New Orleans reminds me of those well-dressed ladies of the 18th Century, whose rich, gorgeous dresses are unwashed, yards of material hiding a host of flaws.  The face is caked in makeup designed to hide pock marks and scars and structural damage.  What stories, what trauma is hidden behind the beautiful façade?  Death is never far away from the scene in New Orleans, those cemeteries with their tilting, above ground vaults an ever present reminder that all life ends in death.  And the joyous sounds erupting from the bars, the live music everywhere, could just as easily be playing in front of a traditional New Orleans funeral procession.

A complicated place indeed, much like the rest of American history, where the uncomfortable past is hidden, brushed aside, omitted.  We took a tour of a distillery, a placed named for the seventy-three neighborhoods that made up Old New Orleans.  The young man who gave the tour was not a natural when it came to public speaking; he fidgeted and paced as he told of the origin of the distillery and the history of the town.  But he acknowledged the wrongs done, he did not brush aside the pain of the past, he spoke of slavery in a matter of fact way.

The best part of my trip to New Orleans was staying in the district known as Treme.  The architecture is still unique, with some handsome treasures brightly colored and restored, others falling down but still dignified and proud.  We were within walking distance of the French quarter (ok it was a good walk, but doable!), and other local haunts.  But the most impressive part for me was the people.  As you passed them on the street they called out a greeting, made eye contact, connected.  Having lived in the city for the past 40 years, where you avoid eye contact, and barely acknowledge a person who holds a door open for you, this was remarkable.  It was old time, old school, old Caribbean manners in action.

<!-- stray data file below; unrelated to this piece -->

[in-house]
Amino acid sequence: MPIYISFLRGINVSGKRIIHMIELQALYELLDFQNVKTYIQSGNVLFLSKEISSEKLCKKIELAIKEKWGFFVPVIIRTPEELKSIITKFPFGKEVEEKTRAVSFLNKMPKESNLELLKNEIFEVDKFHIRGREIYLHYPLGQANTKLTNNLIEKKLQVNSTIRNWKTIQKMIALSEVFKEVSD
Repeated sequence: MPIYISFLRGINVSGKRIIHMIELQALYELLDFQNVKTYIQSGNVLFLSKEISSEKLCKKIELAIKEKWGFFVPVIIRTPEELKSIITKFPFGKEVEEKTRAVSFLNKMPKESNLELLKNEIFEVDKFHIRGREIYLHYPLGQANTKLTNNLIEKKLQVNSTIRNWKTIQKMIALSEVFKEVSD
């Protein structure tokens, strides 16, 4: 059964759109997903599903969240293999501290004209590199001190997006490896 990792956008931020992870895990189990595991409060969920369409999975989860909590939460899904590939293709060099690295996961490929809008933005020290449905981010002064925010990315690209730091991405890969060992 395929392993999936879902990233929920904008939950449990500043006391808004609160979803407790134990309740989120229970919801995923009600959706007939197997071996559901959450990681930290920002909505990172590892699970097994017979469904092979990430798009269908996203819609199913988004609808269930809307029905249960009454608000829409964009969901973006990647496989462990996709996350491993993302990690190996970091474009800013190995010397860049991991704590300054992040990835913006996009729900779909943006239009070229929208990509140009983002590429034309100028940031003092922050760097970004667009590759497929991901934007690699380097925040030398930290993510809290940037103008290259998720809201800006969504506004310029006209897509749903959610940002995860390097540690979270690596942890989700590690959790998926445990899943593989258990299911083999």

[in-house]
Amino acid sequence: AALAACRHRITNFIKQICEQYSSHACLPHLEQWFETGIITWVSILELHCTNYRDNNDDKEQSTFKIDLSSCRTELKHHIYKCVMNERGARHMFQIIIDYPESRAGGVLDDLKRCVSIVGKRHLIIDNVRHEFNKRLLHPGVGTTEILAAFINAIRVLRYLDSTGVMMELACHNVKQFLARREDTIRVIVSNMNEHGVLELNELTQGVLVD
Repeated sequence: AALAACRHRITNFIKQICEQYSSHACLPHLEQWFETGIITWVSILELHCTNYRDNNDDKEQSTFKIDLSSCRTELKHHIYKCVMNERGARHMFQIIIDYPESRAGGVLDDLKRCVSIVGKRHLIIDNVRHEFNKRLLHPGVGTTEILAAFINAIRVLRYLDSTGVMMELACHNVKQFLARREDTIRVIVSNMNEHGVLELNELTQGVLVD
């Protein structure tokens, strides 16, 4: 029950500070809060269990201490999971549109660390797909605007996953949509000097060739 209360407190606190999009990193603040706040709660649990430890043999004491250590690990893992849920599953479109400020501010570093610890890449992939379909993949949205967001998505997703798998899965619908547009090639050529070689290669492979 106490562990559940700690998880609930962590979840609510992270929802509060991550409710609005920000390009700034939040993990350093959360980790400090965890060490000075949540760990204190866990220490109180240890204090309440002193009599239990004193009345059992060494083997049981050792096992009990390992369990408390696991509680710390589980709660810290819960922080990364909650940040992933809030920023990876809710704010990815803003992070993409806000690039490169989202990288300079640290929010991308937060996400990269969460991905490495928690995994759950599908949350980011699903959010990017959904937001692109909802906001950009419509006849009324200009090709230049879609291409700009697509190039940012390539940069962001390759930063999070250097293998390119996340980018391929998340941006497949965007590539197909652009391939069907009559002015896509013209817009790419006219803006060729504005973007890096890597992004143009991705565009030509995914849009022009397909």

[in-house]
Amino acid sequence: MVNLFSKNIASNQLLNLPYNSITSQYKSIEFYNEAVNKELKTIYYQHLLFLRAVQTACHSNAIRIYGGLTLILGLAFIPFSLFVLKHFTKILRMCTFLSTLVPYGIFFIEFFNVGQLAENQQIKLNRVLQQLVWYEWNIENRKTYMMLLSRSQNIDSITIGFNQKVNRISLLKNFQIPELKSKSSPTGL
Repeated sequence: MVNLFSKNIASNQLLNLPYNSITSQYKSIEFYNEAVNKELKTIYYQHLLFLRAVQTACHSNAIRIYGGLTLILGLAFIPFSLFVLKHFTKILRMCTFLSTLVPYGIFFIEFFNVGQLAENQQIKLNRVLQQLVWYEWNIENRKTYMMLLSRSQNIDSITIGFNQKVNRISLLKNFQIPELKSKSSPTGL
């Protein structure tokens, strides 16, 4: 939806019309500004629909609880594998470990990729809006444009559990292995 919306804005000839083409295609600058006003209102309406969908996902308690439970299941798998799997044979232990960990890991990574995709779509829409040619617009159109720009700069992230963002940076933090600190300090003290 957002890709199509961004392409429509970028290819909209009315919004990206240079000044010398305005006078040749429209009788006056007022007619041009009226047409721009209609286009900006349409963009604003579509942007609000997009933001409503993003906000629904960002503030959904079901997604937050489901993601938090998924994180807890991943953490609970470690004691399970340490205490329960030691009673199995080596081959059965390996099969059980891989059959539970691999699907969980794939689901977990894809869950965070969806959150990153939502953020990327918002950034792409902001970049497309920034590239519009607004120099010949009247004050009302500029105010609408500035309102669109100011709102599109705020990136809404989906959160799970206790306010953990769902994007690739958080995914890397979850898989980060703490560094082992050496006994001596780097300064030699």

The beauty of travel is that it takes you away from your normal, from your routine.  It introduces you to places you may have only seen in movies, and reminds you of other countries you have visited.  It brings back memories of other trips, other encounters, memories that have been hidden away beneath the layers of everyday life. Most of all it gives you perspective, allows you to see that you can be consumed by the microcosm of your immediate world, or you can pull back and see that in the scheme of things you are but one dot in the cosmos.

As I unwind and prepare to reenter my ‘regular’ life, I must give thanks for all of the experiences of the past few weeks, both local and distant.  I have been reminded that people are people wherever they are, and for the most part they are generous, kind and loving.  I have been reminded that we should be sharing a joy of living, not living with a fear of dying, for no one is assured of what tomorrow brings.

Have a wonderful weekend, Family! May history inspire you, and may strangers greet you on the street!

One Love!

Namaste.

 

One comment

  1. I remember some years ago now, looking at “Amish quilts” in Ohio, right in Amish country too – only to find a “made in China” tag on them! Your comments on the greetings on the street are interesting – Jamaicans still do this, but less so than 20 years ago. We all seem to be afraid of each other, or something. Happy New Year!